Kroenke edges closer to Arsenal takeover

Stan Kroenke was this afternoon within 17 shares of the threshold which would force him into making a takeover bid for the London club.

The American business tycoon has bought up another 25 shares inside the last week and, although his stake in Arsenal remains at 29.9%, he is edging ever closer to the 30% holding that requires him to make a formal takeover bid and offer to buy the entire stockholding.

The latest share acquisition is reported to have cost Kroenke around £212,500 and he has gradually increased his stake in Arsenal this year through a number of different transactions.

Arsenal's other main shareholders are Uzbek tycoon Alisher Usmanov, who holds a stake of about 25%, Danny Fiszman, and Lady Bracewell-Smith.

Denver-based Kroenke owns the NBA's Denver Nuggets basketball side and the Colorado Rapids MLS football team.

In the last few months, he has bought hundreds of Arsenal shares, which ultimately increased his stake in the club to 29.9%.

At Arsenal's annual general meeting at the Emirates Stadium back in October, Mr Kroenke was asked what his intentions were for the north London club.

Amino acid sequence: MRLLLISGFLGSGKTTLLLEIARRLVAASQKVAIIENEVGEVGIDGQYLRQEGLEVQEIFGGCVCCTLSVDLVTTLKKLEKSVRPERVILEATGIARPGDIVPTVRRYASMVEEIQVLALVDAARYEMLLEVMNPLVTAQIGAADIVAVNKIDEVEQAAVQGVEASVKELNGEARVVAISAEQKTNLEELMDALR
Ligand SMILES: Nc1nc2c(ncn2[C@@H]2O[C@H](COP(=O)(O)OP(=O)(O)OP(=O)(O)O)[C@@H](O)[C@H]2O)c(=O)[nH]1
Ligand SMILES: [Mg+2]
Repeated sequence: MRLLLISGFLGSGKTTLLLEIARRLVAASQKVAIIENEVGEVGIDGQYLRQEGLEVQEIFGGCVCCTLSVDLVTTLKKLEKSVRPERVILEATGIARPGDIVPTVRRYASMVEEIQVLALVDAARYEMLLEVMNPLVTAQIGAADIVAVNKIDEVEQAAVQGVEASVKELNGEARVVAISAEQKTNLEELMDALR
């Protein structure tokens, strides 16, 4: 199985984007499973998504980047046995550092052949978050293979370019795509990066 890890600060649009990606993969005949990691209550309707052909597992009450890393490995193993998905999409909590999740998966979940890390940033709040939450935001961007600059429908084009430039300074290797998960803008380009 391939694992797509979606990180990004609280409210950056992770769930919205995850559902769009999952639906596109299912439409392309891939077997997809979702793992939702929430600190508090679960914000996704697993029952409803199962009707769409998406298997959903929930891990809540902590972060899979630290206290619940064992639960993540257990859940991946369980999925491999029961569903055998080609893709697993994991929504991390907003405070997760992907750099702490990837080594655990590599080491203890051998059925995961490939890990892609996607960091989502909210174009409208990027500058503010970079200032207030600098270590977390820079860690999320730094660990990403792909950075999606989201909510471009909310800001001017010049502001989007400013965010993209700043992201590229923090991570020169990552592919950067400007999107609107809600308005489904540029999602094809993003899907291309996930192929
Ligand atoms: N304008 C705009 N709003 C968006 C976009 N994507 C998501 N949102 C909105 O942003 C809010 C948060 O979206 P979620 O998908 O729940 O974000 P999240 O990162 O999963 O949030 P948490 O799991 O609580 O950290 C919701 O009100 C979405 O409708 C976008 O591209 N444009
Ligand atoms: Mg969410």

But he chose not to speak to the gathered shareholders, with chairman Peter Hill-Wood intervening.

Mr Hill-Wood pointed out that under takeover rules any public statements regarding future bid intentions must be unambiguous, otherwise the individual concerned would be prevented from making a formal takeover move for six months.

Once someone reaches a 30% shareholding in a company they are deemed by the Takeover Panel to have "effective control" of the firm and must then make an offer for the remaining shares.

The price offered cannot be lower than the highest price the potential buyer has paid for shares in the firm in the previous 12 months

If, after the offer has been made, the potential buyer has more than 50% of the shares they are deemed to have been successful in their takeover and legally in control.

If an offer is unsuccessful and the 50% shareholding level is not breached then the potential buyer cannot come back with another takeover attempt for 12 months, unless invited to do so by the company.

Lady Nina Bracewell-Smith, who left the board in December last year, could well hold the balance of power with her family's 15.9 per cent stake.